November Rally Should Help Bring Investors Back to Bonds

The recent rate pause by the Federal Reserve is bringing optimism to the capital markets that interest rates may finally head lower. In turn, it’s pushing yields down. Conversely, bond prices rallied in November, which should help bring investors back to the market.

As reported by the Financial Times, November resulted in the best month for bonds in almost 40 years, as the stock market is also rallying alongside the bond market. In the past few years, investors used bonds as a safe haven move in the event that a recession would result from the Fed’s tight monetary policy.

Lately, however, the recent shift should could be leaning toward continued bullishness in bond prices as the prospect of lower interest rates increases. As the FT report noted, the rally “has sent benchmark 10-year US government bond yields down from 5 per cent in mid-October to just 4.3 per cent or so now.”

“We’re not going to see 5 per cent on the US 10-year again,” said Karen Ward, chief market strategist for Europe at JPMorgan Asset Management. “If you missed 5, don’t miss 4.5. Bonds are very high on the Christmas wishlist in my house.”

FT also reiterated that the higher-for-longer narrative in interest rates is fading into the background. Additionally, the anticipation is that rate cuts could come as early as spring 2024, which will be a wait-and-see situation.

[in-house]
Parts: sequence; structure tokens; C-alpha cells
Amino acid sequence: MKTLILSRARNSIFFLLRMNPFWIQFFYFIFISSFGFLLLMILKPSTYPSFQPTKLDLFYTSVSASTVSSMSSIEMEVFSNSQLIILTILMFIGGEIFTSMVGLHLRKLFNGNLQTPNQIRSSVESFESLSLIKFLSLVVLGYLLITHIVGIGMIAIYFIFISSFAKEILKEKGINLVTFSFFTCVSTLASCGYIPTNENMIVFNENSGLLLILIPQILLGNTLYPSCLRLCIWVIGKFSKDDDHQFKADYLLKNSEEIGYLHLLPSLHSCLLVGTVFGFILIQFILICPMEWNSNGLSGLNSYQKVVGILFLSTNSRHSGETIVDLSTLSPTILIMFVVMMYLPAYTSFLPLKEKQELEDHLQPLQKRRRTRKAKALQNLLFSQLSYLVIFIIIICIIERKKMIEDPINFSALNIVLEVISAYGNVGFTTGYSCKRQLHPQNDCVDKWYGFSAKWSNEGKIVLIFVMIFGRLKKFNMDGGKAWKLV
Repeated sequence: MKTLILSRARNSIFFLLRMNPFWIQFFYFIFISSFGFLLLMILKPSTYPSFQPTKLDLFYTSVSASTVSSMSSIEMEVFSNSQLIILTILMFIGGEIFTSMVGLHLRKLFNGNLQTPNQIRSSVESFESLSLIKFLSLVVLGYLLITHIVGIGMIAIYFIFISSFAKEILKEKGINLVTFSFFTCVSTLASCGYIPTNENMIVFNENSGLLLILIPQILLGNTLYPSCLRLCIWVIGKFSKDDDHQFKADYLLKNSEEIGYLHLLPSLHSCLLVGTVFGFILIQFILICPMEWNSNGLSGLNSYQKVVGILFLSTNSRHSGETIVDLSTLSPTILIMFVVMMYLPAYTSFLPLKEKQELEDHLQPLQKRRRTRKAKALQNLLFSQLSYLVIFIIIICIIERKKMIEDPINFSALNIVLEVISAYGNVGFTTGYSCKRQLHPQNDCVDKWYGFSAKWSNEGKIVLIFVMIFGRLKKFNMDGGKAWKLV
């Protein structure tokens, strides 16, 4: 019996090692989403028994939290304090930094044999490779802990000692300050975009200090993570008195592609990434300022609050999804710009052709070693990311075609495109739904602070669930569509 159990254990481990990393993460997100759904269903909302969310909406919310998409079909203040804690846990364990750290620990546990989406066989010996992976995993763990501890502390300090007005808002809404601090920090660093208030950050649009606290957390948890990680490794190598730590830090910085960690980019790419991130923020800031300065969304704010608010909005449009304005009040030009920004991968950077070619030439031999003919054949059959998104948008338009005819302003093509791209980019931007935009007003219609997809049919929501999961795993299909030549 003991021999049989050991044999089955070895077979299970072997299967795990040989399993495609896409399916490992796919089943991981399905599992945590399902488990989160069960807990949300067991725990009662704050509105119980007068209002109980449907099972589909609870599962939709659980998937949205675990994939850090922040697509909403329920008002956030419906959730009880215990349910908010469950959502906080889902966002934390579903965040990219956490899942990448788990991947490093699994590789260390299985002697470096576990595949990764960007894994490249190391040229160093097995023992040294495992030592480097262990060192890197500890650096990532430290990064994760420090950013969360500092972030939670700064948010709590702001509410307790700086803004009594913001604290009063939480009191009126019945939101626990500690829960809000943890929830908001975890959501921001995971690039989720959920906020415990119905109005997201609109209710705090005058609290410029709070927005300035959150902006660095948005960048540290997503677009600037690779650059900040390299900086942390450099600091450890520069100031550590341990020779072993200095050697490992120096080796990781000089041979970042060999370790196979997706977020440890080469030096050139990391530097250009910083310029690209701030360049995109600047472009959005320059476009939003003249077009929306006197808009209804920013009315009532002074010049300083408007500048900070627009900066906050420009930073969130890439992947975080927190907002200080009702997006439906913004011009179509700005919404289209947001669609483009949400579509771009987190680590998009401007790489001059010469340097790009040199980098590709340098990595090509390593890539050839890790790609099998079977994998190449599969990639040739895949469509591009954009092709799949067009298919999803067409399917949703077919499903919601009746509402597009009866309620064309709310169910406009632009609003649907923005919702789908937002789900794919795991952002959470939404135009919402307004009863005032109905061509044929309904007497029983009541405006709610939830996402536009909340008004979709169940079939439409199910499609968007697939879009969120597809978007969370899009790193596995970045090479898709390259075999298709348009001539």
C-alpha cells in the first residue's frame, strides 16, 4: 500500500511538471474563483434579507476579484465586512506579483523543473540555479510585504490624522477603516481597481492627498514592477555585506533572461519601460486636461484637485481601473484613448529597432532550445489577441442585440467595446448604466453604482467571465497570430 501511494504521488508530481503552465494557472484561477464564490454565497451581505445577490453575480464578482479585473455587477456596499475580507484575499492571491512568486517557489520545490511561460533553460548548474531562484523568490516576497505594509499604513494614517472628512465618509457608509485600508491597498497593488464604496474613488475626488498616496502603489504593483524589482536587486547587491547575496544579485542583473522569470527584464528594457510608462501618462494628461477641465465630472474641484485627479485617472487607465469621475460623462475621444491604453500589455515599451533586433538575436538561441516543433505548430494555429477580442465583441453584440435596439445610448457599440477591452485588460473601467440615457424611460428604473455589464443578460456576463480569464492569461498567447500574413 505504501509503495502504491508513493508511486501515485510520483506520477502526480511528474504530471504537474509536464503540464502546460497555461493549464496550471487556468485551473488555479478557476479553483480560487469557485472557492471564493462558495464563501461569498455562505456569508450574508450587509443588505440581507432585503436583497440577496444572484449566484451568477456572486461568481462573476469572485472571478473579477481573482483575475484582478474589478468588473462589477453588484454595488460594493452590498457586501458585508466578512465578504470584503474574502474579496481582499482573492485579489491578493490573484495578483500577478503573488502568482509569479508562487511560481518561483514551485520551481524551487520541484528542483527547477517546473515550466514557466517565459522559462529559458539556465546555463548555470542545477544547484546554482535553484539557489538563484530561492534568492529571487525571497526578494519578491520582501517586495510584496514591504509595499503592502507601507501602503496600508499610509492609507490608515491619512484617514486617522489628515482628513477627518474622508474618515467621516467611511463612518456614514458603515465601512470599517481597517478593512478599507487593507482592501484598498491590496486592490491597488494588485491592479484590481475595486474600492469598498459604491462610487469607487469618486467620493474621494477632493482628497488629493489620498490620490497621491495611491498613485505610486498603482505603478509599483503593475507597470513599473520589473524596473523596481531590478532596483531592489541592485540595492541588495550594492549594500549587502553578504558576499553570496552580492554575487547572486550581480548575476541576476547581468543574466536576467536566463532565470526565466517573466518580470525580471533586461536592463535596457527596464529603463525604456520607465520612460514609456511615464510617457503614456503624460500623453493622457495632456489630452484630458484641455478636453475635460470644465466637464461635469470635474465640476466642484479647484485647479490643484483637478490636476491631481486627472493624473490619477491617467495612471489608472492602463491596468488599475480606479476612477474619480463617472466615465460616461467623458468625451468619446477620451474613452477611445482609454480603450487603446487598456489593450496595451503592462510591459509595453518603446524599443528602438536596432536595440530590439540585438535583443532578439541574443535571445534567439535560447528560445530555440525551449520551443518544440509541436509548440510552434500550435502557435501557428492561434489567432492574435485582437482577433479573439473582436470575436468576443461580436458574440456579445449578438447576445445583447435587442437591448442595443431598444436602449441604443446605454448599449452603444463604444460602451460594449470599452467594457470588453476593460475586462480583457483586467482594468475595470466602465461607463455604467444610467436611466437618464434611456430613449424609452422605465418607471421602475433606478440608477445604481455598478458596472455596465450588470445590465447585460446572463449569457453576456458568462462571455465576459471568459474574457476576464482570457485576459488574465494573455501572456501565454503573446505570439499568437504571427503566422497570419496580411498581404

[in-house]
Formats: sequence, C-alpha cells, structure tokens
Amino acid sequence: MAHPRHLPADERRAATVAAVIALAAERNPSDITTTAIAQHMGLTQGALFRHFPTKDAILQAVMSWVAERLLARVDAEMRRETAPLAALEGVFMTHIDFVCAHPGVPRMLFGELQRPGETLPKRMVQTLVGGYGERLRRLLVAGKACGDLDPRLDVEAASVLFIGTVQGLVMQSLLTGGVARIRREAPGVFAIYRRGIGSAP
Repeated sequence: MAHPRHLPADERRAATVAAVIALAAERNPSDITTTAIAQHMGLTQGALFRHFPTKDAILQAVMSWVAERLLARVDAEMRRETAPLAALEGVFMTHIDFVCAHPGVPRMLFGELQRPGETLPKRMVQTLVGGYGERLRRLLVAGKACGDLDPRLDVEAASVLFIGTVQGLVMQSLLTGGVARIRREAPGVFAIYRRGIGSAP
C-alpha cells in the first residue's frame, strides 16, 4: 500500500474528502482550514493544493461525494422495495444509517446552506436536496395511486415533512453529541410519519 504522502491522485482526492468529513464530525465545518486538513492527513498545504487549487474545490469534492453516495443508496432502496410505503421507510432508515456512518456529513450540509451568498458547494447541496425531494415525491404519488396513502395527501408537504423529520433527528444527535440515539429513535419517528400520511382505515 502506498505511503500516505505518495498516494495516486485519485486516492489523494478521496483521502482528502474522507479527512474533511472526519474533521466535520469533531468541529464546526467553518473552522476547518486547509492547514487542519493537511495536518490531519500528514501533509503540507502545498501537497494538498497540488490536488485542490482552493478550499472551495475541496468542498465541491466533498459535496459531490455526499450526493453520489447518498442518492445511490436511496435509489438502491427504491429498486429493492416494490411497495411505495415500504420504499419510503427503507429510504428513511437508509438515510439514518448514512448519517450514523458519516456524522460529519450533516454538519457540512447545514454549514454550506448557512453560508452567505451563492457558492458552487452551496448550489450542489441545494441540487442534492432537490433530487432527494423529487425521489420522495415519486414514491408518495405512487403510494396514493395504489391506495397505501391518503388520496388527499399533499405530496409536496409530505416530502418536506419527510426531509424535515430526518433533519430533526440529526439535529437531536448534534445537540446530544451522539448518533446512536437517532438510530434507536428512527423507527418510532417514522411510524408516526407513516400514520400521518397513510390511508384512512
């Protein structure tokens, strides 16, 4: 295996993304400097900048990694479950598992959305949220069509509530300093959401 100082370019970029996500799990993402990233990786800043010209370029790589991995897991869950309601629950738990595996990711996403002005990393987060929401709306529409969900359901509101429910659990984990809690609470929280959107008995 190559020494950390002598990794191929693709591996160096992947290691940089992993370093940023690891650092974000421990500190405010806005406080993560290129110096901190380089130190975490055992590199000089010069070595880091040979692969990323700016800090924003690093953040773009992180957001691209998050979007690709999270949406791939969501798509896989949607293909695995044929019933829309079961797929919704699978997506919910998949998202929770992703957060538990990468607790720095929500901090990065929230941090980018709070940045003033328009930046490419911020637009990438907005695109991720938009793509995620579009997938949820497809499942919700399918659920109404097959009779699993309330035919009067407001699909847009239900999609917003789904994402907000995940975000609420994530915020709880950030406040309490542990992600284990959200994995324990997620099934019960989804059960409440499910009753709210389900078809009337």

Access Aggregate Bond Exposure

Investors who share the same bullish sentiment for the bond market can opt for single debt issues or an aggregate option via exchange-traded funds. For the latter, consider the Vanguard Total Bond Market Index Fund ETF Shares (BND), which carries a low 0.05% expense ratio.

BND seeks the performance of the Bloomberg Barclays U.S. Aggregate Float Adjusted Index. That index represents a wide spectrum of public, investment-grade, taxable, fixed income securities in the U.S., including government, corporate, and international dollar-denominated bonds, as well as mortgage-backed and asset-backed securities, all with maturities of more than one year.

Because BND offers aggregate exposure, bond investors can use the ETF as a traditional hedging component when the equities market goes awry in, for example, a traditional 60/40 stock-bond portfolio. Short-term traders can also use the ETF given its dynamic ability to be bought and sold quickly in the open market versus individual bond holdings.

For more news, information, and strategy, visit the Fixed Income Channel.